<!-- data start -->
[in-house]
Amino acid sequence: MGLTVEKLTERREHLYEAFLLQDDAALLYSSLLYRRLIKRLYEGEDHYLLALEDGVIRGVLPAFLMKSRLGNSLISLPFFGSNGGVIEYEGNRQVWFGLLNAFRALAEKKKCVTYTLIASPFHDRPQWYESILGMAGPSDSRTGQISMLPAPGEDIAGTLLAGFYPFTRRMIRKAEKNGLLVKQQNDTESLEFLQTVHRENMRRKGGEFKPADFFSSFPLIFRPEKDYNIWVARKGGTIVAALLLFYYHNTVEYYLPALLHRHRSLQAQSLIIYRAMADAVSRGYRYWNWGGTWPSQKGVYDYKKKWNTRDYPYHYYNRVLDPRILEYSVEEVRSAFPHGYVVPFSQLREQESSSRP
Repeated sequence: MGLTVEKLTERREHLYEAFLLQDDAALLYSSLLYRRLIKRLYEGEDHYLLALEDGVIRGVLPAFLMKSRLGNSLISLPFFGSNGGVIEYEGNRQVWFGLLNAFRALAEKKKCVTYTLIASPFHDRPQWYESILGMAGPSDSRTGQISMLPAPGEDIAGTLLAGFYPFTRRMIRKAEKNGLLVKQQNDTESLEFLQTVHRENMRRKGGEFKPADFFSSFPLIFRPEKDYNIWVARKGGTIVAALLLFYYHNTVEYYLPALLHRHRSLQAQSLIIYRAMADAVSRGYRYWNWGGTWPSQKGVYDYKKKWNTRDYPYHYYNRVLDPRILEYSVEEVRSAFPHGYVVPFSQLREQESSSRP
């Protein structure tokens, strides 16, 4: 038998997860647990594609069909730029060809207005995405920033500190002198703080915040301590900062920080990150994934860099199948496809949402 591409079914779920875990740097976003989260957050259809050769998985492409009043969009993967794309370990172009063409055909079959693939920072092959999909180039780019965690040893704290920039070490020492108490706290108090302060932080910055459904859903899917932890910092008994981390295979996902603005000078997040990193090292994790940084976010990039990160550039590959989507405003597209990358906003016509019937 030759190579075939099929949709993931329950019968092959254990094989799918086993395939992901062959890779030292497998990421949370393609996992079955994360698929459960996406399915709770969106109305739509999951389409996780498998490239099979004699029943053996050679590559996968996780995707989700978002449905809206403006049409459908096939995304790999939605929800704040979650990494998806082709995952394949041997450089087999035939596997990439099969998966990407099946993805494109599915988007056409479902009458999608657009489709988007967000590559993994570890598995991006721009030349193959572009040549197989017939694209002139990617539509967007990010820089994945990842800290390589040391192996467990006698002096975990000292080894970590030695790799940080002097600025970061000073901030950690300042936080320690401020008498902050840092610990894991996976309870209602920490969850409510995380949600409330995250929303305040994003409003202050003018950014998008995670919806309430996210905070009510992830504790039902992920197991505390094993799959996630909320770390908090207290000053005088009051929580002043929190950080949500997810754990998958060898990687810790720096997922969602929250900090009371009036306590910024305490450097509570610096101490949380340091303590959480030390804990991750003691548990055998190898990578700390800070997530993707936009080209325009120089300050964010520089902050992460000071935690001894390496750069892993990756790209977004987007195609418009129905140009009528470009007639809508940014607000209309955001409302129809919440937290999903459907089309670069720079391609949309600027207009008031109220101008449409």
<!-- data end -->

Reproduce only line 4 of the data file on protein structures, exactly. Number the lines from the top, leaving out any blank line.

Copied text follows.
């Protein structure tokens, strides 16, 4: 038998997860647990594609069909730029060809207005995405920033500190002198703080915040301590900062920080990150994934860099199948496809949402 591409079914779920875990740097976003989260957050259809050769998985492409009043969009993967794309370990172009063409055909079959693939920072092959999909180039780019965690040893704290920039070490020492108490706290108090302060932080910055459904859903899917932890910092008994981390295979996902603005000078997040990193090292994790940084976010990039990160550039590959989507405003597209990358906003016509019937 030759190579075939099929949709993931329950019968092959254990094989799918086993395939992901062959890779030292497998990421949370393609996992079955994360698929459960996406399915709770969106109305739509999951389409996780498998490239099979004699029943053996050679590559996968996780995707989700978002449905809206403006049409459908096939995304790999939605929800704040979650990494998806082709995952394949041997450089087999035939596997990439099969998966990407099946993805494109599915988007056409479902009458999608657009489709988007967000590559993994570890598995991006721009030349193959572009040549197989017939694209002139990617539509967007990010820089994945990842800290390589040391192996467990006698002096975990000292080894970590030695790799940080002097600025970061000073901030950690300042936080320690401020008498902050840092610990894991996976309870209602920490969850409510995380949600409330995250929303305040994003409003202050003018950014998008995670919806309430996210905070009510992830504790039902992920197991505390094993799959996630909320770390908090207290000053005088009051929580002043929190950080949500997810754990998958060898990687810790720096997922969602929250900090009371009036306590910024305490450097509570610096101490949380340091303590959480030390804990991750003691548990055998190898990578700390800070997530993707936009080209325009120089300050964010520089902050992460000071935690001894390496750069892993990756790209977004987007195609418009129905140009009528470009007639809508940014607000209309955001409302129809919440937290999903459907089309670069720079391609949309600027207009008031109220101008449409």